Q: How long can the officer keep me on the side of the road?

A: It depends on the circumstances. The U.S. Supreme Court has said that during a traffic stop the officer is required to “diligently pursue a means of investigation that [is] likely to confirm or dispel [his] suspicions quickly.” If you have been stopped for longer than an hour, ask the officer if you are free to go. If he or she says no, contact us right away.

Q: Is the officer allowed to question me?

A: The officer is allowed to ask certain questions to establish your identity and your proof of insurance. Other than those limited areas, the officer does not generally have the right to ask questions. Do not answer any questions the officer asks you about where you are coming from, where you are going to, what you’ve had to eat, what you’ve had to drink, how much you’ve had to drink, whether or not you feel safe to drive, when you started drinking, and when you stopped drinking. There is no correct way for you to answer these questions. Remember, the officer is not asking you these questions to determine whether or not you are intoxicated and to let you go – he’s asking these questions to use against you at trial. When the officer begins to question you, simply say, “I’d like to have my lawyer present with me before I answer any questions.”

Q: If the officer suspects that I have been drinking, do I have to do the field sobriety tests?

A: Do not agree to perform any field sobriety tests. The officer has a uniform, a gun, and is in a position of authority on the side of the road, but he can’t compel you to perform field sobriety tests if you don’t want to do them. If the officer asks you to perform the field sobriety tests, simply tell him, “I’d like to have my lawyer present and I don’t want to do any tests.”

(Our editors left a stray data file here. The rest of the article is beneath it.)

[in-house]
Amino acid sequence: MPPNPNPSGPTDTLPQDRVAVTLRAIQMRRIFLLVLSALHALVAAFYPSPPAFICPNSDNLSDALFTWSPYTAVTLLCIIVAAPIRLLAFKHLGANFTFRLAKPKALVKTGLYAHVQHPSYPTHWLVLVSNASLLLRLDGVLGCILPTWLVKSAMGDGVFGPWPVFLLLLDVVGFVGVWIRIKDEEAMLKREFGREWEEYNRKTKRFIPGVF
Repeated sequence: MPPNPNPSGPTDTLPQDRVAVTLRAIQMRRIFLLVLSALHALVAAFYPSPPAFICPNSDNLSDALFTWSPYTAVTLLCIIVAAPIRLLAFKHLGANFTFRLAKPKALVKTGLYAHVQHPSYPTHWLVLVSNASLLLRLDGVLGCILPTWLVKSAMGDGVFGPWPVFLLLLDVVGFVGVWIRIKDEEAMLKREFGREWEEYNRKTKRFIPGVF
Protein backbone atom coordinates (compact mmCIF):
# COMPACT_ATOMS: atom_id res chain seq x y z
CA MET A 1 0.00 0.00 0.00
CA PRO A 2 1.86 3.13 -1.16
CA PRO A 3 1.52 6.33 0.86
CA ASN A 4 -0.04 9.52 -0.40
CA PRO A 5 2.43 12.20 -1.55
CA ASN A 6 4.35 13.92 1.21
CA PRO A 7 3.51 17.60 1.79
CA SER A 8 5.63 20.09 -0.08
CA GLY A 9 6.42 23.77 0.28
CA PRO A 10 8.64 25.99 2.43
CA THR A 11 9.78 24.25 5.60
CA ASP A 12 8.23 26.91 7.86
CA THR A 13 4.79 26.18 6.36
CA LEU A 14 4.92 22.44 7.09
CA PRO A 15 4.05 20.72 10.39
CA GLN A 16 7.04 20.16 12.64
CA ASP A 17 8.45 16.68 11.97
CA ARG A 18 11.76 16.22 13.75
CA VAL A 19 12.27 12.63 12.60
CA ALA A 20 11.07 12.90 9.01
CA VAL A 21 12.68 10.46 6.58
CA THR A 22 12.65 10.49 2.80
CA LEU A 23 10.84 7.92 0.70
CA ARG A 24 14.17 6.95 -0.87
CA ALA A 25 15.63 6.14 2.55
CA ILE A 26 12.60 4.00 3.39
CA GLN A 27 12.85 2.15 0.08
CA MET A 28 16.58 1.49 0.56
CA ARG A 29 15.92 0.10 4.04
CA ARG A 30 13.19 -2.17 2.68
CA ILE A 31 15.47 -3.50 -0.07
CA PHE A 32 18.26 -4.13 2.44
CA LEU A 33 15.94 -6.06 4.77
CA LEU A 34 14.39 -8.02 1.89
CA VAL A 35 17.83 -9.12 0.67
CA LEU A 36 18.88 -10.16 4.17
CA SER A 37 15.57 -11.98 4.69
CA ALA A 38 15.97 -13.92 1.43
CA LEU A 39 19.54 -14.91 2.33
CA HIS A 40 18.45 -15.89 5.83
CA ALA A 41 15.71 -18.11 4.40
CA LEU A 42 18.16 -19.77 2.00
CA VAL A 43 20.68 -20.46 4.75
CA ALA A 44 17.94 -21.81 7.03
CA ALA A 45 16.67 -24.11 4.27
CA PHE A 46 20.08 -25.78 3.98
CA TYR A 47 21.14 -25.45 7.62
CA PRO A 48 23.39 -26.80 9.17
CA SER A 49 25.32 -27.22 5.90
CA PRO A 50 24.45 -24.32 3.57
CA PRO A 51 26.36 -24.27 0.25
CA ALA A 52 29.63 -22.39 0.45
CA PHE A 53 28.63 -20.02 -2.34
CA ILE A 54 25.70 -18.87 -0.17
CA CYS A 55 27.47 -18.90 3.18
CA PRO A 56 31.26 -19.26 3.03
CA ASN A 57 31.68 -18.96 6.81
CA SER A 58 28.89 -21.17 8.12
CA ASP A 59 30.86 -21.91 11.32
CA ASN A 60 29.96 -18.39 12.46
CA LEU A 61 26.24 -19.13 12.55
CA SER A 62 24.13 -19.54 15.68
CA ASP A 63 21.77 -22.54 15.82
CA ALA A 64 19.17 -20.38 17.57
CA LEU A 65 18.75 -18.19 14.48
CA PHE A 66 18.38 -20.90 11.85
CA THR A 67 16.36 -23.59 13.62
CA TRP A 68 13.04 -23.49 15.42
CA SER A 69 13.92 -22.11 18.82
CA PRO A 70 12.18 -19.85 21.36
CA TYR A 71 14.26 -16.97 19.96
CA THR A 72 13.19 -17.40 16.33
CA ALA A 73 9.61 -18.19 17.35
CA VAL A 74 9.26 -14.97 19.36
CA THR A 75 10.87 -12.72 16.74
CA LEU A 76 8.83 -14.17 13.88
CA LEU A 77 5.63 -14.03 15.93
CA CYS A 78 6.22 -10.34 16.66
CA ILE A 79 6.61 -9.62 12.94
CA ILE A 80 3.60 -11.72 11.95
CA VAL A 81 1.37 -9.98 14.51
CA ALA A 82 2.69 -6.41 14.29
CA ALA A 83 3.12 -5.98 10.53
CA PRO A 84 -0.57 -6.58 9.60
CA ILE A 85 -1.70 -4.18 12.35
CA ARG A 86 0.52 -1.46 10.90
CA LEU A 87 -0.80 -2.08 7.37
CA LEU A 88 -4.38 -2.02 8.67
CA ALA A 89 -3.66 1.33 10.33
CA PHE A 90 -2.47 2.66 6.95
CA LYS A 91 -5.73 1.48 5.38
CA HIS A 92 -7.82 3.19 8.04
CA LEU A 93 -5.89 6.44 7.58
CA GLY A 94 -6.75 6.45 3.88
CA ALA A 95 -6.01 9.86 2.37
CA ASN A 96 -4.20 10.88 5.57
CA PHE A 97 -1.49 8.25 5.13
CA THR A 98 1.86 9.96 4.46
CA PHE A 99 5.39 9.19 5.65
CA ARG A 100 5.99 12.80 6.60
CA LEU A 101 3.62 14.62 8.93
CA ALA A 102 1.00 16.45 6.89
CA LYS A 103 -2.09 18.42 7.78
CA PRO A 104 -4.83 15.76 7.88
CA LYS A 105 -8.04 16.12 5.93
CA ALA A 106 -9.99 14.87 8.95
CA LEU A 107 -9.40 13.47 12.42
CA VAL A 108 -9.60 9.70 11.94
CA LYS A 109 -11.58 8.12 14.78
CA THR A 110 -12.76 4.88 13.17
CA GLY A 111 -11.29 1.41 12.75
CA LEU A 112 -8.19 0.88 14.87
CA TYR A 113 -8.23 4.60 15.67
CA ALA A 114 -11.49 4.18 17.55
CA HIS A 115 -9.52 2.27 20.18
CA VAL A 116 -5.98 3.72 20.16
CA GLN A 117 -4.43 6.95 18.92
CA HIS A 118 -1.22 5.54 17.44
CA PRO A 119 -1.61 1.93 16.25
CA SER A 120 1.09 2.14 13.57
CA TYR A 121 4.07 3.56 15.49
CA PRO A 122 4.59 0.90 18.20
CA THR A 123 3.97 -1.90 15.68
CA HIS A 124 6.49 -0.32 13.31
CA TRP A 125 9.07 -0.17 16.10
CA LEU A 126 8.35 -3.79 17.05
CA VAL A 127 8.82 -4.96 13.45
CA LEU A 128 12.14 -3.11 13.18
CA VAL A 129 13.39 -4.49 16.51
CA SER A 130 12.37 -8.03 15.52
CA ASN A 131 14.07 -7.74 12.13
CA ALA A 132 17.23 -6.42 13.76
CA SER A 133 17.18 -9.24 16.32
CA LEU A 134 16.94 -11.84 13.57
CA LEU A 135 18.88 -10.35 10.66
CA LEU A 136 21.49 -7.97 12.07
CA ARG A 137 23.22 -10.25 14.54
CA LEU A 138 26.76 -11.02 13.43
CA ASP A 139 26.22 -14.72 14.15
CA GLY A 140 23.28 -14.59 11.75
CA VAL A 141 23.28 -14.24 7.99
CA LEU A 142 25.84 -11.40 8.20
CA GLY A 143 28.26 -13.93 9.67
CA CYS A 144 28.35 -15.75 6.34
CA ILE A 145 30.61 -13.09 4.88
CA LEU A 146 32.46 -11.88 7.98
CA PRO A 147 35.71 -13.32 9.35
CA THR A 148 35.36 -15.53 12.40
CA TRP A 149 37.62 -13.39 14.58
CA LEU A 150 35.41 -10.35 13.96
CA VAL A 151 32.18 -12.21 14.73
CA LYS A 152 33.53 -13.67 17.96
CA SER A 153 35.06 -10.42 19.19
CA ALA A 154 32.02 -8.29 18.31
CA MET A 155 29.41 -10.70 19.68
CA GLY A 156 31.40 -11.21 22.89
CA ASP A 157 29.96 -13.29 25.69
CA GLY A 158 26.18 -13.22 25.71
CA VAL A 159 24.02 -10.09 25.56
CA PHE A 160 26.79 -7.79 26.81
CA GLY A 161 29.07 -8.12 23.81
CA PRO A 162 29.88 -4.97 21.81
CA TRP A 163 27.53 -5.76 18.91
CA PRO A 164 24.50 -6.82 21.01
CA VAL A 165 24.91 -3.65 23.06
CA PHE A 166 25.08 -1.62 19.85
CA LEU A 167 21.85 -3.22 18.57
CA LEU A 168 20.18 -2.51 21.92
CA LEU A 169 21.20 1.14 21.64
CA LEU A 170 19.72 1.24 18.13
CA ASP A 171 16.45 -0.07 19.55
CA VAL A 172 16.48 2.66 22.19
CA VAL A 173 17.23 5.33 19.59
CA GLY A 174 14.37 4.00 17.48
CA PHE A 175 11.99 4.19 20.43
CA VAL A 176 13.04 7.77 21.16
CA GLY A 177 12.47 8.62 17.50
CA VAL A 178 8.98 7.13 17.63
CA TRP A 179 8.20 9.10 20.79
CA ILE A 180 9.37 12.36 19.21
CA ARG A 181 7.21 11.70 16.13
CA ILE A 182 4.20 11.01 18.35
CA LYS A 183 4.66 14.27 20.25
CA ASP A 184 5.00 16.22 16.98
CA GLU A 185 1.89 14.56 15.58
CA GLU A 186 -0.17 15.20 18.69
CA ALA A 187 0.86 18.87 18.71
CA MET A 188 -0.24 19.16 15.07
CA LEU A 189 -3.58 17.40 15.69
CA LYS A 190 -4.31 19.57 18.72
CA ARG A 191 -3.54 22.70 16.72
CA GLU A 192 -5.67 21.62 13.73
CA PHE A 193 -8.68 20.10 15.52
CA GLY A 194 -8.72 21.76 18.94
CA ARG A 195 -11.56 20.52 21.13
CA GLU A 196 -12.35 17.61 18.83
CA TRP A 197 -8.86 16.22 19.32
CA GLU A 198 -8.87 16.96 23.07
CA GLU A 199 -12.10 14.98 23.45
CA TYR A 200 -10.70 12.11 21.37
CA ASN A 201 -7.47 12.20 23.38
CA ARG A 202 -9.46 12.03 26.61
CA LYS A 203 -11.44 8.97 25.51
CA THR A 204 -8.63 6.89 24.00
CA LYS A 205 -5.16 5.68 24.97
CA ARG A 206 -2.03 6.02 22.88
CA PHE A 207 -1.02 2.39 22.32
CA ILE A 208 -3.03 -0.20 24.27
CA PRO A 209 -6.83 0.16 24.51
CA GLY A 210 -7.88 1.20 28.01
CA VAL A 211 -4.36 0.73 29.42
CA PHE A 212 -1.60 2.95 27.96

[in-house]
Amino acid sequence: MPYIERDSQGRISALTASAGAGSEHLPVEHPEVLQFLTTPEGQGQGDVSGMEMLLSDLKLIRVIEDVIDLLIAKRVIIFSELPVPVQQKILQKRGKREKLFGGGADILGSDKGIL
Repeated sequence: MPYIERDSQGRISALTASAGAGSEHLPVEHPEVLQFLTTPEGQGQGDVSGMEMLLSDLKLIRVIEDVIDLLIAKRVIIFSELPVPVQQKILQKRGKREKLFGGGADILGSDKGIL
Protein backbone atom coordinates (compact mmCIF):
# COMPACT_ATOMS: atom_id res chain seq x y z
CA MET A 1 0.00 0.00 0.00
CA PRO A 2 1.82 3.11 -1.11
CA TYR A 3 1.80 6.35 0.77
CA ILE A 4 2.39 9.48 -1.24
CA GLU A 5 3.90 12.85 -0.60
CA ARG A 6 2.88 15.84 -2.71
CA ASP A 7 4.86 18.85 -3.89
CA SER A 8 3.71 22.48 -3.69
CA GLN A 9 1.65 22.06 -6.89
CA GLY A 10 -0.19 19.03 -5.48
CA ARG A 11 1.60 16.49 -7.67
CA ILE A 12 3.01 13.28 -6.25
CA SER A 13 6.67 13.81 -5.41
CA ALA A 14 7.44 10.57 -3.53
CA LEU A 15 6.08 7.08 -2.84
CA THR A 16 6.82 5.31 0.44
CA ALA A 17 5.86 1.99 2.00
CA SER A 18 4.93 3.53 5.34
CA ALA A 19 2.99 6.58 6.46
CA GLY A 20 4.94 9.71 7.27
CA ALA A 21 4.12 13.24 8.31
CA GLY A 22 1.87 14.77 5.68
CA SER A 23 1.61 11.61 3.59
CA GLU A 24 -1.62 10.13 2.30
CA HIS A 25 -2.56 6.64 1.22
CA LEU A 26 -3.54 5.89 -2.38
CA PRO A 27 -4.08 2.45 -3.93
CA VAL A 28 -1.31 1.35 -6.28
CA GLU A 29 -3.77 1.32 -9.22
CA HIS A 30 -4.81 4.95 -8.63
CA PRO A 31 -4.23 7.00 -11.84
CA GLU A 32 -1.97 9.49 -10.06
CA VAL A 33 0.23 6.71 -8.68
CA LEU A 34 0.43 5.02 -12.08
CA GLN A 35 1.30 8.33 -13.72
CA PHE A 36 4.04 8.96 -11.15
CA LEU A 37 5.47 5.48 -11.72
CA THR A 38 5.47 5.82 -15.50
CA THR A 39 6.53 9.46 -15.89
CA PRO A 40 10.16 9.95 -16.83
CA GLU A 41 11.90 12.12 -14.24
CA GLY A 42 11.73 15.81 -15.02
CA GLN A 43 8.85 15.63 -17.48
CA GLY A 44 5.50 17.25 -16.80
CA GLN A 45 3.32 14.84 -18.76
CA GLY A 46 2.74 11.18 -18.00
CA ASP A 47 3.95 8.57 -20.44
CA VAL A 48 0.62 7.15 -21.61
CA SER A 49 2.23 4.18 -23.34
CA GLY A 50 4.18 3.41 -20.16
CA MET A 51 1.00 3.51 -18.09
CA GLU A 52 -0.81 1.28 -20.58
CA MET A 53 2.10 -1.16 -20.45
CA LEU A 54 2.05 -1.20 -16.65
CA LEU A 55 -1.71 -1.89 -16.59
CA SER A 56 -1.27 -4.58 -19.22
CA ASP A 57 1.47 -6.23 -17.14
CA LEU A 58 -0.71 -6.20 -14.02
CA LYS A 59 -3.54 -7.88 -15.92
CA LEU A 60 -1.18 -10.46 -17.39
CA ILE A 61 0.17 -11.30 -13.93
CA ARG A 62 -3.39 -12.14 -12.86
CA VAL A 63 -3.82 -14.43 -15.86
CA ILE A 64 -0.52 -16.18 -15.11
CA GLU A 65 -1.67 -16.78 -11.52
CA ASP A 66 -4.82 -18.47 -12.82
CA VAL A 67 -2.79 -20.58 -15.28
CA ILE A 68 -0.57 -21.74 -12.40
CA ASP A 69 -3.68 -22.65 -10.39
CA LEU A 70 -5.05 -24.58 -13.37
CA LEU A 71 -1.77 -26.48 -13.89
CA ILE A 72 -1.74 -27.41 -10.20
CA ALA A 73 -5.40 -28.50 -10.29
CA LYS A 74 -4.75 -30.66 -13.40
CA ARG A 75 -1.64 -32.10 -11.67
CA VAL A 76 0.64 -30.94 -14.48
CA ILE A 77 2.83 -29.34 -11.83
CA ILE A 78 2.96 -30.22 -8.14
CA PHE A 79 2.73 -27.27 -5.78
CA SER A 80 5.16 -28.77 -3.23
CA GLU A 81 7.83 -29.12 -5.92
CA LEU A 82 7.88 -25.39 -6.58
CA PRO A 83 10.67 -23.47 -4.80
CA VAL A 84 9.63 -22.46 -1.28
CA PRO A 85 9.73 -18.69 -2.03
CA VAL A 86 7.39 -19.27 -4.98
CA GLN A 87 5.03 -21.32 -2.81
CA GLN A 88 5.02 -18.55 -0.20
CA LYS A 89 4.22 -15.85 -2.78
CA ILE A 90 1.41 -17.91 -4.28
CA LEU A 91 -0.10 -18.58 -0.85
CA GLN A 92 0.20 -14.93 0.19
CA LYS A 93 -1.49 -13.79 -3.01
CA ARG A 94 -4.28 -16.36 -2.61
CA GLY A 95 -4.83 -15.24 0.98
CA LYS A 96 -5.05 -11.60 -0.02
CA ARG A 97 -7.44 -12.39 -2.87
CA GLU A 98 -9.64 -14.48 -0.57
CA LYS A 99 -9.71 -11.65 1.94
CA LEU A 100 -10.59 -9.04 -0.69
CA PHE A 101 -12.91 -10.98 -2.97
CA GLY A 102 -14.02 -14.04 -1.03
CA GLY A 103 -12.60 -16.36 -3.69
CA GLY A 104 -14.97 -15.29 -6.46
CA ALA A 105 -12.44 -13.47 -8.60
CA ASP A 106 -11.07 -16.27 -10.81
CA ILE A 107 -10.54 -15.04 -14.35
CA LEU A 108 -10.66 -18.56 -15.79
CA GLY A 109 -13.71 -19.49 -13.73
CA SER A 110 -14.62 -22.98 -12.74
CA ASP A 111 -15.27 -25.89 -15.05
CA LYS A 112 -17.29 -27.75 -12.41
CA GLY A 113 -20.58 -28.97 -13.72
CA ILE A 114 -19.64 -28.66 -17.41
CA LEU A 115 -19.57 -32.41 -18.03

Q: What if I’m pulled over by an unmarked car?

A: If you are pulled over by an unmarked car, you may ask the officer to show you his or her badge and photo ID. You can also ask to follow the officer to the nearest police station to conduct the stop there. Be aware that this may irritate him or her, but it is definitely better to be safe than sorry.

Q: What should I do if I am concerned or frightened by an officer’s behavior?

A: As always, be polite and stay calm. If you can, discreetly record the interaction. For example, use your phone to record audio or video by placing it on the dashboard or in a compartment on your door. You can also request that the officer call a supervisor to the scene.

Remember the basics:

  • Be polite and remain calm at all times.
  • Never give your consent if the officer asks permission to search you or your car.
  • Call us right away if you feel like something was “off” about a traffic stop.

Authored by Katherine Blakley and Jonathan Michell